February 26-28, 2017 • Atlanta, GA


  |  Dinner Dialogues Build Language in Deaf Children

Dinner Dialogues Build Language in Deaf Children

The majority of hearing children are brought up learning the native language of their parents or family members. While partaking in communication, it includes both verbal (spoken) and nonverbal language or cues (e.g., body language or facial expression). Since ninety percent of deaf children, are born into hearing families who use spoken language, language acquisition is different. When there is lack of turn taking between the deaf child and the parent(s), there is limited exposure to the language experiences that a parent wants for the deaf child. By using a visual language, American Sign Language (ASL), with the deaf child, it provides multiple advantages. Engaging in dialogues with the deaf child is crucial to acquire language. Following and expanding on the deaf child’s interest will also build their language skills and provide them world knowledge, especially during dinner table dialogues. These opportunities allow the deaf child to continue acquiring ASL naturally and quickly, which in turn improves parent’s signing skills. Meaningful communication, while providing a fully accessible language, between the deaf child and the family creates a bond that supports the structure of a family unit. Dinner time should be an opportunity to have these rich conversations between family members. However, not every deaf child is included in dinner conversations with their family, and often miss out on jokes or sarcasm. These interactions are known as the “dinner table syndrome.” Having dialogues where everyone participates and converses freely stimulates language and intellectual growth for the deaf child. The fluency of communication and language in the deaf child’s family should be balanced between all members to allow everyone to understand each other with minimal frustrations.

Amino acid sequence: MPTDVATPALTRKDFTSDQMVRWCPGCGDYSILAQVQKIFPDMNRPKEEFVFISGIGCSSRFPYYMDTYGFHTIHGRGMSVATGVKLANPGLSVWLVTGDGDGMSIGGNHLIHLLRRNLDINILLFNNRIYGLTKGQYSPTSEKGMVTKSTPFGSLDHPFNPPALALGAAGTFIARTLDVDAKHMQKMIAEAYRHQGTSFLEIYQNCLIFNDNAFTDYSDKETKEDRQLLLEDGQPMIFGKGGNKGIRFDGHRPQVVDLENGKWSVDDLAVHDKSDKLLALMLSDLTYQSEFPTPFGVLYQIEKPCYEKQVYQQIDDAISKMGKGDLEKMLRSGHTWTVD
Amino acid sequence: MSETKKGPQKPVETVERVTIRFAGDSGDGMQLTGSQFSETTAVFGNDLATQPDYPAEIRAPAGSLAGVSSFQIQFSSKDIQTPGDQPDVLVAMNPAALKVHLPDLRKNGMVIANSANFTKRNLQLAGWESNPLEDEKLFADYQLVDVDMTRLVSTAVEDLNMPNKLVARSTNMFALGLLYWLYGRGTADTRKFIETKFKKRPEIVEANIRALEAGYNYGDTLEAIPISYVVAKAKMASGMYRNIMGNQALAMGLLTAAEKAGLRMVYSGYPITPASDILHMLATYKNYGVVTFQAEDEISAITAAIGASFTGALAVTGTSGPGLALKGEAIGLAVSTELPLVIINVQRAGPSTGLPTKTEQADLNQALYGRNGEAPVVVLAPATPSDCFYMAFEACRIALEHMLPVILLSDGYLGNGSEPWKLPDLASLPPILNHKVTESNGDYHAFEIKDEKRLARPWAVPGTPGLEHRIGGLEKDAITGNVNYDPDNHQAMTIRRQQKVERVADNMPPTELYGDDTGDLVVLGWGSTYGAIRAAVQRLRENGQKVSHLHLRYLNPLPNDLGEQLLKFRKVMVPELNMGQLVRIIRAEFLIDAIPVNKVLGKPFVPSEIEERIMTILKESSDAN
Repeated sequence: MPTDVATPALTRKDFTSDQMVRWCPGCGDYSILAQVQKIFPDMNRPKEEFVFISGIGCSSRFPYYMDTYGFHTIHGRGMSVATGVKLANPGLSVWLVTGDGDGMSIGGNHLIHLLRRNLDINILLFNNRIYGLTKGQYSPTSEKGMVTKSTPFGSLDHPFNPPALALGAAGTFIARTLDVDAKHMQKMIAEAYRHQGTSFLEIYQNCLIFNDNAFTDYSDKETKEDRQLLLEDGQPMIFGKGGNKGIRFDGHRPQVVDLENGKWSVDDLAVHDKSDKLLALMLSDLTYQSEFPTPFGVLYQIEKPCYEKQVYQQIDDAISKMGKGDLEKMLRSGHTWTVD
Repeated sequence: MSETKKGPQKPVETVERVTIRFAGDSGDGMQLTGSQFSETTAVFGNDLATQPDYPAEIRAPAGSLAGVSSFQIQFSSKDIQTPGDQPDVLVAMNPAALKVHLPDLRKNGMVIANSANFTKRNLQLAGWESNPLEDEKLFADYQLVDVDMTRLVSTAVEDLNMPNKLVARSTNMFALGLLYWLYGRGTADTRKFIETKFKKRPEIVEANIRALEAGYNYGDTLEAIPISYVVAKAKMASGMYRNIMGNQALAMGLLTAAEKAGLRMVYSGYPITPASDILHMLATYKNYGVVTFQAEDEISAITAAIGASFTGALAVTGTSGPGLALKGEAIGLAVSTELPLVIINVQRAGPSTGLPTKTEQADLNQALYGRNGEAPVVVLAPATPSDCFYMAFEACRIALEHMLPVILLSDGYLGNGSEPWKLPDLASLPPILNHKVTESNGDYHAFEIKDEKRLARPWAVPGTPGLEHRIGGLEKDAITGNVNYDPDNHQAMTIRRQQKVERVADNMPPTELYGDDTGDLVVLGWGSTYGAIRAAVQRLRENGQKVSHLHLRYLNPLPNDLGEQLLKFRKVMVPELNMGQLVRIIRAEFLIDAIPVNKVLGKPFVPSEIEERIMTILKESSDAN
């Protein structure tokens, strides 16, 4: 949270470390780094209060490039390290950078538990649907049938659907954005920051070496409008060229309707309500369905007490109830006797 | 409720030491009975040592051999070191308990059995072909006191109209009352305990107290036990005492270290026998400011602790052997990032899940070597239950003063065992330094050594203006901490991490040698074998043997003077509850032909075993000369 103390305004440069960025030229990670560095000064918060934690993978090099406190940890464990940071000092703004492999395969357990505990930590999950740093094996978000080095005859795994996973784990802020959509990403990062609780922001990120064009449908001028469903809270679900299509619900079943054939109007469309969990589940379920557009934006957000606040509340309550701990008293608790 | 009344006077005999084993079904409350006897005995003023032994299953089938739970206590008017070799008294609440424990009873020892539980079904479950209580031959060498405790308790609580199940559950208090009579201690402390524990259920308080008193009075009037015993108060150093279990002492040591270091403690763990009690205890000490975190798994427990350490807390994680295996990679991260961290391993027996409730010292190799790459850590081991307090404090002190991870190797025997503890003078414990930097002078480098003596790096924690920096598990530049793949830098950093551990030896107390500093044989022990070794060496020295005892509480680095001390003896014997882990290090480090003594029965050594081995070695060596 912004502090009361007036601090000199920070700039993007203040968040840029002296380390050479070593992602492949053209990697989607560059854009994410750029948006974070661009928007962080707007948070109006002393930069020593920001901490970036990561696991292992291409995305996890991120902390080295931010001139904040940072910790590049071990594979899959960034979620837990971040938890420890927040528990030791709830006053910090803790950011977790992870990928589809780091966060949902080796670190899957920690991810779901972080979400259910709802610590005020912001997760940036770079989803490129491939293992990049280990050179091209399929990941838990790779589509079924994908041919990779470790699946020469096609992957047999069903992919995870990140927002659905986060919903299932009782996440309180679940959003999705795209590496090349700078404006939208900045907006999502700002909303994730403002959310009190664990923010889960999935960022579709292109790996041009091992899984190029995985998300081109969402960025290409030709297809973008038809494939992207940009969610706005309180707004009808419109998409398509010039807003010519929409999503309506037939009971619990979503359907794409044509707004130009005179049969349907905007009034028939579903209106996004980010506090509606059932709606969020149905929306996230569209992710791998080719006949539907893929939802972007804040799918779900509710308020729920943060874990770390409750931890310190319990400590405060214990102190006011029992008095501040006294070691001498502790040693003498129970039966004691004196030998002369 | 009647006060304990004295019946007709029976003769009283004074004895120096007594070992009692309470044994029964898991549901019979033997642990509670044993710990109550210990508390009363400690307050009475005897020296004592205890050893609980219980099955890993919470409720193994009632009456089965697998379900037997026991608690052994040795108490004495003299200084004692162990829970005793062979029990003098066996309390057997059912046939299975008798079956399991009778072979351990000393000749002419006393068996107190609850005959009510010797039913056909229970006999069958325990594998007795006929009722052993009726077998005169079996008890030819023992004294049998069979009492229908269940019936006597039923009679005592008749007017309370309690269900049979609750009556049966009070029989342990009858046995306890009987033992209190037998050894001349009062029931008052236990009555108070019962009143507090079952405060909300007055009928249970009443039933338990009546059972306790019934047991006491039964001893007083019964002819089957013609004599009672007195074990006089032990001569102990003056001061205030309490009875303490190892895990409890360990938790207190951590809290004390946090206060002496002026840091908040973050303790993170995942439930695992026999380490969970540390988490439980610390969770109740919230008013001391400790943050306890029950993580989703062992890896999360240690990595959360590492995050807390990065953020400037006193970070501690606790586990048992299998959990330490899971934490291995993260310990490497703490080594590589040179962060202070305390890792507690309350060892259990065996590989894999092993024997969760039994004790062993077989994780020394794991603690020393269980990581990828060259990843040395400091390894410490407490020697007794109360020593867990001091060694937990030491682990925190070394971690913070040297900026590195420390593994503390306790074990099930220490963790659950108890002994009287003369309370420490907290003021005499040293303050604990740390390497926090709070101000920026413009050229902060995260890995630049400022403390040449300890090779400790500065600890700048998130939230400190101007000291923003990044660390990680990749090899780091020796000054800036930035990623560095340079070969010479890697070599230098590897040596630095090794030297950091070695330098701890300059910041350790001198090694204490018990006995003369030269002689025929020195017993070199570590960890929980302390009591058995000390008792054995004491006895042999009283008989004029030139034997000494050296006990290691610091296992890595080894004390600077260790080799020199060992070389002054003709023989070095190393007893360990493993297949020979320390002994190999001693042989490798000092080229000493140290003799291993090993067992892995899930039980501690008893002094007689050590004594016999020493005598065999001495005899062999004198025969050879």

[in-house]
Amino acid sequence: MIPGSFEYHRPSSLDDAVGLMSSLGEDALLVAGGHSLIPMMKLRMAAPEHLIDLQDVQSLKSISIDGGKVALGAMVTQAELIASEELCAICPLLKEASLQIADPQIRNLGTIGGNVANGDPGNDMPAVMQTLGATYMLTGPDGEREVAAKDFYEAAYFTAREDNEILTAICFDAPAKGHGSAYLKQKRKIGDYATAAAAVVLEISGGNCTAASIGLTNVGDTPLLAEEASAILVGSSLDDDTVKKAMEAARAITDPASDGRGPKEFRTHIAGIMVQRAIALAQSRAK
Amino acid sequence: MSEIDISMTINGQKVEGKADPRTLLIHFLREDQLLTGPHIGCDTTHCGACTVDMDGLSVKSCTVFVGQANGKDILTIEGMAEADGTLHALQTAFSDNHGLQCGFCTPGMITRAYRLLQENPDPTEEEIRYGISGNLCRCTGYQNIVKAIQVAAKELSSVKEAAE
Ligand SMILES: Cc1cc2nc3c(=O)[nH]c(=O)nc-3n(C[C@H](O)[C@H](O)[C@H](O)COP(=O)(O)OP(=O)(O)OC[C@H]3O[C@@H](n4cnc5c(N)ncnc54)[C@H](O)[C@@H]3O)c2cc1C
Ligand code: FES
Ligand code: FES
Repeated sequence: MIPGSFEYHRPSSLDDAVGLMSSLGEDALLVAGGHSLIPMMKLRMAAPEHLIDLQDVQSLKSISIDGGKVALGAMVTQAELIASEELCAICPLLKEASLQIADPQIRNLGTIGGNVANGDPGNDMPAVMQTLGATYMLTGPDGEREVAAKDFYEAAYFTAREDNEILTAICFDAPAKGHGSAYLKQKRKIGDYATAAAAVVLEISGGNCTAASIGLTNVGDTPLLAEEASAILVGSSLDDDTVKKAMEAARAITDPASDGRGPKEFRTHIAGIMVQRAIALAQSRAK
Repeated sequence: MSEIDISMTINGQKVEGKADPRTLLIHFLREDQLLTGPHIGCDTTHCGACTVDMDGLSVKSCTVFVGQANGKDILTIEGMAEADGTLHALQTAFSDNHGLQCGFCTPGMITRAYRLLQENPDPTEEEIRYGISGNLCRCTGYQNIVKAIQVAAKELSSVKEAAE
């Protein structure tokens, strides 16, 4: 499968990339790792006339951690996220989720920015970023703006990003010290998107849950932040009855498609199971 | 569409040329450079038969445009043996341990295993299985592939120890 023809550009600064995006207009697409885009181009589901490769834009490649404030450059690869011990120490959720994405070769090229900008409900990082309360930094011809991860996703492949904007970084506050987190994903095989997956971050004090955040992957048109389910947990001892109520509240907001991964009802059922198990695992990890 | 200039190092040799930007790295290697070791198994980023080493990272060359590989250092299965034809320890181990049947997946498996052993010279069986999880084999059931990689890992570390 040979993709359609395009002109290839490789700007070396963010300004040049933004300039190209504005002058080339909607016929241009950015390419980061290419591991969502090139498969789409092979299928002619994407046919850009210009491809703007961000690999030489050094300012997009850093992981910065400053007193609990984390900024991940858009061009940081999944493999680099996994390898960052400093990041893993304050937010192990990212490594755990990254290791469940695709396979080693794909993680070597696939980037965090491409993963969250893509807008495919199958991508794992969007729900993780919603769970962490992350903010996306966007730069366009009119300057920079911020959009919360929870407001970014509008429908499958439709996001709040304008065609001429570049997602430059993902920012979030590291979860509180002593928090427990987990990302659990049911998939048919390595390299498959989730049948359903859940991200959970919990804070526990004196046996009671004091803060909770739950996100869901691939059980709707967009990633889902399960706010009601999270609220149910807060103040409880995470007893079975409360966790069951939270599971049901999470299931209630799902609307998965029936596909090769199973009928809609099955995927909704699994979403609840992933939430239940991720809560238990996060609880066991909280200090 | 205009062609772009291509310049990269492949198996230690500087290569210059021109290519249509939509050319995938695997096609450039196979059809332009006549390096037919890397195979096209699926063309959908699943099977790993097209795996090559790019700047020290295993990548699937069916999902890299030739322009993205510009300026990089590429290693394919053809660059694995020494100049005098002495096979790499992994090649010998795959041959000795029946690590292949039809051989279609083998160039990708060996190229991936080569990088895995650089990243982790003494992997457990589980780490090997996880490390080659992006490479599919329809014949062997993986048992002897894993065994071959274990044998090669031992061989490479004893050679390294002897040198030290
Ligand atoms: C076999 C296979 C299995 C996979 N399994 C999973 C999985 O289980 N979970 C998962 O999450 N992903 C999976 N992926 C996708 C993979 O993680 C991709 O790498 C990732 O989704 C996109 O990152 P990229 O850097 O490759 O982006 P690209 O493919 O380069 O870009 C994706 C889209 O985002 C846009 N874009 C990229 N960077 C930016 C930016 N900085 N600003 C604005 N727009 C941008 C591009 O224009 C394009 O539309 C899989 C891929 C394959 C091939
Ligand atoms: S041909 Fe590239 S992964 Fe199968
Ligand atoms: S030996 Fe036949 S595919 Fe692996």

• Understand the importance of using a visual language (ASL) to enhance dialogues between a deaf child and parent(s).
  • Understand the definition of dinner table syndrome and its application to deaf children.
  • Understand the importance of turn taking in dialogues between the deaf child and family members to build language and world knowledge.

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David Meek (), Lamar University, dmeek1@lamar.edu;
David R. Meek is a doctoral student in Deaf Studies and Deaf Education (DSDE) at Lamar University.  Prior to David’s doctoral work at Lamar, he received a Bachelor of Science in Deaf Education and a Master of Arts in Mild Intervention from Ball State University.  David has twelve years of experience as a teacher in both Deaf Education and Special Education, working with students with various degrees of disabilities.  He most recently taught at Indiana School for the Deaf working with students with additional disabilities. David currently works as a Field Experience Supervisor and ASL Instructor in DSDE at Lamar University.


Financial - No relevant financial relationship exist.

Nonfinancial - No relevant nonfinancial relationship exist.